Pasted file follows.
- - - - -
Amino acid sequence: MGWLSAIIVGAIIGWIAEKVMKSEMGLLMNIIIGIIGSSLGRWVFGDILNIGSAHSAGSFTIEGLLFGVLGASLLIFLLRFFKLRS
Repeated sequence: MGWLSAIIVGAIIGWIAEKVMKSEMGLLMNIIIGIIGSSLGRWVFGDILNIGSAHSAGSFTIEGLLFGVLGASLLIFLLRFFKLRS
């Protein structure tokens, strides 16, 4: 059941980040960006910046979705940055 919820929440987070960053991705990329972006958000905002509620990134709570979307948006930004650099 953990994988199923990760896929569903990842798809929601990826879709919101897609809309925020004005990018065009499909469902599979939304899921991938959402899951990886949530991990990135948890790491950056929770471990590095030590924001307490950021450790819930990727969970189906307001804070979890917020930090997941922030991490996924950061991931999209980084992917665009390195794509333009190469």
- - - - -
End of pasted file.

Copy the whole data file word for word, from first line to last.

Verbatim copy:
Amino acid sequence: MGWLSAIIVGAIIGWIAEKVMKSEMGLLMNIIIGIIGSSLGRWVFGDILNIGSAHSAGSFTIEGLLFGVLGASLLIFLLRFFKLRS
Repeated sequence: MGWLSAIIVGAIIGWIAEKVMKSEMGLLMNIIIGIIGSSLGRWVFGDILNIGSAHSAGSFTIEGLLFGVLGASLLIFLLRFFKLRS
């Protein structure tokens, strides 16, 4: 059941980040960006910046979705940055 919820929440987070960053991705990329972006958000905002509620990134709570979307948006930004650099 953990994988199923990760896929569903990842798809929601990826879709919101897609809309925020004005990018065009499909469902599979939304899921991938959402899951990886949530991990990135948890790491950056929770471990590095030590924001307490950021450790819930990727969970189906307001804070979890917020930090997941922030991490996924950061991931999209980084992917665009390195794509333009190469």